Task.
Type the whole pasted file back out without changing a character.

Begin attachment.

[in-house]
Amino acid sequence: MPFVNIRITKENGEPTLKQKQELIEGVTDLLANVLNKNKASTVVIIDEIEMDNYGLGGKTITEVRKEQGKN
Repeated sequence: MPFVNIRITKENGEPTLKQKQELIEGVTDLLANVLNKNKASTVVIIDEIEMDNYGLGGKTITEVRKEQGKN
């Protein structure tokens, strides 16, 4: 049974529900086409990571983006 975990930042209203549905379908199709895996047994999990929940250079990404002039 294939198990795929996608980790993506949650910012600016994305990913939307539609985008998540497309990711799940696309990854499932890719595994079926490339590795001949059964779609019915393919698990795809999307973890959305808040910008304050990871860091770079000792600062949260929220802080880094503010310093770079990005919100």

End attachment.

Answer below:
[in-house]
Amino acid sequence: MPFVNIRITKENGEPTLKQKQELIEGVTDLLANVLNKNKASTVVIIDEIEMDNYGLGGKTITEVRKEQGKN
Repeated sequence: MPFVNIRITKENGEPTLKQKQELIEGVTDLLANVLNKNKASTVVIIDEIEMDNYGLGGKTITEVRKEQGKN
């Protein structure tokens, strides 16, 4: 049974529900086409990571983006 975990930042209203549905379908199709895996047994999990929940250079990404002039 294939198990795929996608980790993506949650910012600016994305990913939307539609985008998540497309990711799940696309990854499932890719595994079926490339590795001949059964779609019915393919698990795809999307973890959305808040910008304050990871860091770079000792600062949260929220802080880094503010310093770079990005919100």